Subtitle: The Healer Of Israel
Text: 2kgs. 5:1-15
INTRODUCTION: Our text pertains to a great man with a severely humiliating reproach, who got into a blessing that he didn’t deserve (being not an Israelite, and trusting not in the word of God’s servant), because God would want to reveal Himself and His rules to generations unborn (2Kgs.5:8,15). We shall analyse our text and make our applications.
- THE ANALYSIS
Analysis “is the process of studying a matter in detail by breaking it down into various parts”. We shall examine our passage under the following points:
- Naaman the general, though honourable and successful in career, had a reproach, a disease condition that he was completely helpless about (2Kgs.5:1): so exists people who appear successful in areas of life but helplessly in bondage in other aspects of life (cons. Eccl.10:7; 6:2).
- The information that led to the general’s spectacular experience was from a source that appeared irrelevant (2Kgs.5:2-4); so good and great things can come from an unexpected quarters (cons. Ps.118:22,23; Lk.20:17).
iii. The king of Syria appreciated the services and usefulness of his general and so wouldn’t falter at any opportunity to bring joy to his cherished (2Kgs.5:5&6); much more would the King of kings ensure deliverance and joy to His beloved people (cons. Jer.29:11; Zech.2:8)
- Naaman, the gentile general knew the place of honouring and appreciating servants of God, and hence the presents he took to see Elijah (2Kgs.5:5b). People of God should much more know the place of their pastors and accord them due honour (cons. Matt.10:41).
- The effects of the disappointment of the army general that led to the manifestation of initial unbelief was turned around by the timely intervention of wise servants (2Kgs.5:9-14 cp. Matt.13:58; 17:20). God’s ways are not always in agreement with the thoughts/expectations of mortal men; so neighbours have the duty of helping loved ones at times of crises when they fail to understand God (cons. Prov.17:17; 18:24; 27:8,9).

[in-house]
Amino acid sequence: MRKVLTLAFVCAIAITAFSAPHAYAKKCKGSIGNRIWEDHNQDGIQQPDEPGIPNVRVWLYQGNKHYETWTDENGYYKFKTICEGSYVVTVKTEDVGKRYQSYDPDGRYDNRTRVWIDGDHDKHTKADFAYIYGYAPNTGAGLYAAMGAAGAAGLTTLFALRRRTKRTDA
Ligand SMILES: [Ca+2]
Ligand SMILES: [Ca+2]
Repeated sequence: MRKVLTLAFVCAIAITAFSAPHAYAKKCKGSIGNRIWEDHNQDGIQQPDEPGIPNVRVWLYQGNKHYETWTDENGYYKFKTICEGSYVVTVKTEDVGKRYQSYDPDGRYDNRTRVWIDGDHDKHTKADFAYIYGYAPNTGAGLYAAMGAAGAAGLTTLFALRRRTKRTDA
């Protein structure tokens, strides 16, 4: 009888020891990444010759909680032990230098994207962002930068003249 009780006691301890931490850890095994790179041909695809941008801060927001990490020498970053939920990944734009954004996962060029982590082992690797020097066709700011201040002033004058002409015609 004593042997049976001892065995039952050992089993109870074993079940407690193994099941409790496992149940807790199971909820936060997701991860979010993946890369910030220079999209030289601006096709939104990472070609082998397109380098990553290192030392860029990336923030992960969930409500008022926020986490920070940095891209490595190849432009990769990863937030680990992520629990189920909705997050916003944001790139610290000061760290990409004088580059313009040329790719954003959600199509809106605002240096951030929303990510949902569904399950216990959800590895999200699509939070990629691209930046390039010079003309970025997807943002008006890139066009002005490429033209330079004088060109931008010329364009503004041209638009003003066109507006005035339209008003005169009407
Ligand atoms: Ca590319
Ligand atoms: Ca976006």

- The Syrian general wasn’t covenanted with the God of Israel and definitely didn’t recognize or ascribed his success to Him, yet he got Divinely healed (2Kgs.5:14; Isa.55:8 & 9): so an unsaved person can get healed by the God of Israel (cons. Acts 28:7).
vii. After the healing, the general returned to show appreciation to the prophet (2Kgs.5:15) the child of God is expected to cultivate the habit of appreciation and thanksgiving (cons. Ps.26:6-7; 50:14-15; Lk.17:18-19; Col.2:7; 4:2).
- THE APPLICATION
- Everybody having any need that demands divine intervention should see self as a Naaman that needs to be healed miraculously (Matt.11:28).
- The unsaved who has aligned with God by coming to God’s house as a needy shall enjoy the healing power of the Lord (cons. Isa.55:8-9 cp. Mk.8:36).
iii. The child of God must learn to understand when opportunities come and take advantage of same (cons. Ps.8:2; Isa.55:8; Acts 23:12, 16-22).
- Every true child of God must cultivate the habit of appreciation of their pastors in season and out of season.
- The instructions of the servants of God when obeyed always yield tremendous blessings irrespective of how irrational they may appear (cons. Isa.44:24-26; 2Chro.20:20).
The God of Elijah is the God and Healer of Israel (Ex.15:26; Ps.103:3; Jer.8:22). He is very magnanimous and will attend to all those that come unto Him for help.
As many as have come to God’s house with expectation (as did Naaman) shall be touched by the mighty Hands of God.